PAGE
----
Phillips' knack for juggling duties is key

ORLANDO, Fla. -- When Dallas Cowboys coach Wade Phillips took over the defensive coordinator duties, it seemed to give him new life.

In 2008, when Brian Stewart and Phillips shared defensive play-calling duties, the Cowboys finished with the eighth-best defense in the NFL and allowed 22.8 points per game.

Last season, with Phillips doing basically everything after Stewart was released, the Cowboys ranked ninth overall on defense but led the NFC by allowing just 15.6 points a game. They also posted consecutive shutouts for the first time in franchise history.

"My read is, he's confident he can be the defensive coordinator and the head coach," Cowboys owner/general manager Jerry Jones said this week from the NFL owners meetings. "And when the defense is having success, it's a real plus for the head coach to have that credibility. He's told me that."

Although it's still uncommon, Phillips wasn't the only head coach who called defensive plays last year. Bill Belichick of the New England Patriots, Lovie Smith of the Chicago Bears and Rex Ryan of the New York Jets also held the dual roles.

Part of the reason Phillips continues to call signals is that the development of several key players has given him confidence that he did the right thing in taking over the defense.

  • Cornerback Mike Jenkins improved from his rookie season to his sophomore season to the point that he earned a Pro Bowl berth.

  • Outside linebacker Anthony Spencer emerged as a quality pass-rusher off the edge to force teams to worry about him and DeMarcus Ware. Spencer finished second to Ware in quarterback pressures with 36 and led the team with nine tackles for loss.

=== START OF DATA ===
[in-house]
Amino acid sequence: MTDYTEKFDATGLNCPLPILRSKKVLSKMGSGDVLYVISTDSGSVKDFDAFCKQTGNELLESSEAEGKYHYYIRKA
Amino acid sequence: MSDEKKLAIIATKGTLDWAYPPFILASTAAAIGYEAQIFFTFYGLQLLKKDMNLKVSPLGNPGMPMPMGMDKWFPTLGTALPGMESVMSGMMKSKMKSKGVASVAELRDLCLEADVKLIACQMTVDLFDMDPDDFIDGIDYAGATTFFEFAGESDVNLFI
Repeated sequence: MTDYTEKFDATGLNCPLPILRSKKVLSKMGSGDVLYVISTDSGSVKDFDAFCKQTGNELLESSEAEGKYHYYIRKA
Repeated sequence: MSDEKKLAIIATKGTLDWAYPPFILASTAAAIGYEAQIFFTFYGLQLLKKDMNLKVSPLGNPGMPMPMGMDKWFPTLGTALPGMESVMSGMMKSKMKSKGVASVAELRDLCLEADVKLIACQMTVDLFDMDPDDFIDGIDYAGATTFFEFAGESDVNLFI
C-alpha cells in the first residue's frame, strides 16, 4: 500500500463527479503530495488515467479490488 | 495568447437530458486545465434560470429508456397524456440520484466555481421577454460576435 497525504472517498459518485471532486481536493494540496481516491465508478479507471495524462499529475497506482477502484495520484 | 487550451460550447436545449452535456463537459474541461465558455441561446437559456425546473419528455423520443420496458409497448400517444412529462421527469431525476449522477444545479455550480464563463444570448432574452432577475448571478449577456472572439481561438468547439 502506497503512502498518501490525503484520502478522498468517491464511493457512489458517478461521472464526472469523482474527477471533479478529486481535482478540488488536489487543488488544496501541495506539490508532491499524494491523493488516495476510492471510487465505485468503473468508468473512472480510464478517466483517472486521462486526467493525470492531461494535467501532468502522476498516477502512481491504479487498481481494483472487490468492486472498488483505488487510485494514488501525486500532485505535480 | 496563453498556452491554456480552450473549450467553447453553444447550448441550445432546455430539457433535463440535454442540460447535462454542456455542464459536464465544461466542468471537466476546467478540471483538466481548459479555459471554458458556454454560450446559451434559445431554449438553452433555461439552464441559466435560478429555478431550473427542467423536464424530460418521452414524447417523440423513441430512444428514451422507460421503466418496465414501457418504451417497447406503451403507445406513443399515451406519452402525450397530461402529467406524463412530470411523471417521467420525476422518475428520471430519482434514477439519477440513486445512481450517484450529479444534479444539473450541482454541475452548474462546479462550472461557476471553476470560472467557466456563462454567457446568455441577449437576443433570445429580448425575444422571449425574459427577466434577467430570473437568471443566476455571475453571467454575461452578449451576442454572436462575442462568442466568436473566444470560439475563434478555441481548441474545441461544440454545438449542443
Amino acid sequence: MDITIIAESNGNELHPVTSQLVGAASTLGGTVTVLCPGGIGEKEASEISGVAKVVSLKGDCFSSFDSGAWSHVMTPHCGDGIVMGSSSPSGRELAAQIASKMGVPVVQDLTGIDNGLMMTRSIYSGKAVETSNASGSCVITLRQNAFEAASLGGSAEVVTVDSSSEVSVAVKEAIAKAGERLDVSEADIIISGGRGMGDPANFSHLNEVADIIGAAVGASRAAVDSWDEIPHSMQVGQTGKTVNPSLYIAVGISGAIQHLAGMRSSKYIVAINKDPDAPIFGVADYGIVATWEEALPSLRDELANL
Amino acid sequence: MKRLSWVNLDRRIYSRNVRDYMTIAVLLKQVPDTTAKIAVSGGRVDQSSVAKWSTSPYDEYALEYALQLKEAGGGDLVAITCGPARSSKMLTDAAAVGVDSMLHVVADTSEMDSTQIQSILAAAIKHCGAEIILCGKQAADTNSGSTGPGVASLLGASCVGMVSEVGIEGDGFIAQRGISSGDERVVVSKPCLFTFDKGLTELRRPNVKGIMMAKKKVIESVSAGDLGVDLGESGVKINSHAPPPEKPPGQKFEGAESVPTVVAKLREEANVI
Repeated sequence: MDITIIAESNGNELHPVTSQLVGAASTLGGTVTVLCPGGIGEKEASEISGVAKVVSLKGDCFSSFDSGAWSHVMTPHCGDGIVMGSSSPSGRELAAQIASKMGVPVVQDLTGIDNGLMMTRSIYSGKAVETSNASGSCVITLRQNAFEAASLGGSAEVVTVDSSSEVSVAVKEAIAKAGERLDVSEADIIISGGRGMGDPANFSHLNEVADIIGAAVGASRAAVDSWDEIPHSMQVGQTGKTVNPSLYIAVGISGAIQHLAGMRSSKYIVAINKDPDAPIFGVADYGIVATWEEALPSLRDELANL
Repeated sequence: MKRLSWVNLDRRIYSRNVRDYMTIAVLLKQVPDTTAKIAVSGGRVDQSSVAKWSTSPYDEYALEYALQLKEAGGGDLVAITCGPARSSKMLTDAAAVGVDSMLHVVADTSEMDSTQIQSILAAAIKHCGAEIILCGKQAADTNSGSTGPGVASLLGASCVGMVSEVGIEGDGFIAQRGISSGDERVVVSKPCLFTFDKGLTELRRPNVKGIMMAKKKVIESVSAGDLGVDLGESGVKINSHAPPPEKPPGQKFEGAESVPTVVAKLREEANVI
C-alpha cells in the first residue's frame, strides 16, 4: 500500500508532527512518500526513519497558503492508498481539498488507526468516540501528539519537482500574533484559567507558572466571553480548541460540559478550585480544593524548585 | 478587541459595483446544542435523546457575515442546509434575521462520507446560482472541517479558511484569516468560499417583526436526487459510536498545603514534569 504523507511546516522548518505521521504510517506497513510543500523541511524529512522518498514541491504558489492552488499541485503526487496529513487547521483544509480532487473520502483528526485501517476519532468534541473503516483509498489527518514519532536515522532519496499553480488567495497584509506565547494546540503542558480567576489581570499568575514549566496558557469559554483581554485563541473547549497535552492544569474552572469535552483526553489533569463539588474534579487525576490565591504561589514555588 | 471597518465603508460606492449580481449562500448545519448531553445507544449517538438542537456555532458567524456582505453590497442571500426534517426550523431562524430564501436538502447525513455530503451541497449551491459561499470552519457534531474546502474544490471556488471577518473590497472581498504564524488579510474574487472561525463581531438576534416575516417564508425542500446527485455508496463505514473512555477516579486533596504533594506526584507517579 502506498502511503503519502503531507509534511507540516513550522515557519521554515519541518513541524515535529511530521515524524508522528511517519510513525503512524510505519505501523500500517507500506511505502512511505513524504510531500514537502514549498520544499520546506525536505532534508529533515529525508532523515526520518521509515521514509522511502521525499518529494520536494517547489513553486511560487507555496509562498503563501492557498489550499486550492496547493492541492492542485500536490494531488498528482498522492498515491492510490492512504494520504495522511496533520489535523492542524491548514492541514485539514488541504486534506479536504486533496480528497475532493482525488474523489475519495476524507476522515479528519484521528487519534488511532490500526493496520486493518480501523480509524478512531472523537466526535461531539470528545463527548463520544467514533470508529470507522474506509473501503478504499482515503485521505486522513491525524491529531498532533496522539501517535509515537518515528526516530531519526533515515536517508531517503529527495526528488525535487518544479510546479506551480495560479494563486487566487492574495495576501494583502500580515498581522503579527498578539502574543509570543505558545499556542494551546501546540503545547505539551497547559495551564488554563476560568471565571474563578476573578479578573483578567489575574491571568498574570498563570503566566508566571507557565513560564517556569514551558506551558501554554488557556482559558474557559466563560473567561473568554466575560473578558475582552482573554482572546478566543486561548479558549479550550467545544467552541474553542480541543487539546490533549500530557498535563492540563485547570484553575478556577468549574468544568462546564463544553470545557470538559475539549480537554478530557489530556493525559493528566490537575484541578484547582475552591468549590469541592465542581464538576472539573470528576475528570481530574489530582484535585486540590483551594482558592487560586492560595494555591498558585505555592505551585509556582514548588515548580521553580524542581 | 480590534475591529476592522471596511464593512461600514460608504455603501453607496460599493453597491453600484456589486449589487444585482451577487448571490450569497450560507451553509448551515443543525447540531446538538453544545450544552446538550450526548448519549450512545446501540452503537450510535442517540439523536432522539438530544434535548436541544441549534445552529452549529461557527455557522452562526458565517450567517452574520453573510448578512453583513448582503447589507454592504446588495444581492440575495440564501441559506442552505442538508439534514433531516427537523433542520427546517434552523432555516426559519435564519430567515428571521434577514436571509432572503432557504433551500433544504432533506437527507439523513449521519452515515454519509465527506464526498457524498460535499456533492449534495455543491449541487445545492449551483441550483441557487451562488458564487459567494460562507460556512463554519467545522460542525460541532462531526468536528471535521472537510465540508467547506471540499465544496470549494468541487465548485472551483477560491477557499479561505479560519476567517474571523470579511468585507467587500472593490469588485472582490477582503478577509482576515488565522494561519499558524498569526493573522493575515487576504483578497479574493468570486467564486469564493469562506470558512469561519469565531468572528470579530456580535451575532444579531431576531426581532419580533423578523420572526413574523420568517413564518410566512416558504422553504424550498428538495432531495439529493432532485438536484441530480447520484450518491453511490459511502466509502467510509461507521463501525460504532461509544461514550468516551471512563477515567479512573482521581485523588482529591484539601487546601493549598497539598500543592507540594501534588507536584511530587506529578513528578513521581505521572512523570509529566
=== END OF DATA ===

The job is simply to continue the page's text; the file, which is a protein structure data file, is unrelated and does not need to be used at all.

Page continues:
• Stephen Bowen, a nickel defensive end, improved his value to the Dallas coaching staff by getting 33 quarterback pressures, tied for third with starting nose tackle Jay Ratliff, who became a first-time All-Pro this past season.

  • Veteran newcomers such as strong safety Gerald Sensabaugh, inside linebacker Keith Brooking and defensive end Igor Olshansky became solid contributors during the season.

    Phillips' ability to coach up defensive players has never been questioned. The difficulty of running the defense while making key in-game decisions for the entire team, however, has been a concern.

    "I think the game strategy is certainly important," Phillips said. "I think that's a big role as head coach, but I took on the role of defensive coordinator also."

    Phillips said it's not much different than for a head coach who also calls offensive plays, a more common scenario in the NFL.

    "It's just a lot of the decisions that are made during the game are offensive decisions. That's where it's a little different for the guy that's been calling all the defense."

    Washington Redskins coach Mike Shanahan, who is good friends with Phillips, has called the offensive plays while the head coach in Denver and Oakland.

    Shanahan feels defensive coaches are well prepared to make offensive decisions because they have to break down opponents' offensive game plans, especially on the fly when things change.

    "There is great input there that can be given," he said. "What you're trying to do is come up with the best plan."

    Phillips had the best plan this past season, and it's something he's going to need again. The expectations will be higher this year after the Cowboys ended a 13-year drought without a playoff victory and Phillips won his first playoff game as a head coach.

    "I think he says, 'I've experienced that feeling of being influential to the whole team with success on the defensive side of the ball,'" Jones said. "I think he feels better because he knows he's a good defensive coordinator and he knows at the right parts he can be a part of a championship team."

    Calvin Watkins covers the Cowboys for ESPN Dallas. You can follow him on Twitter or leave a question for his weekly mailbag.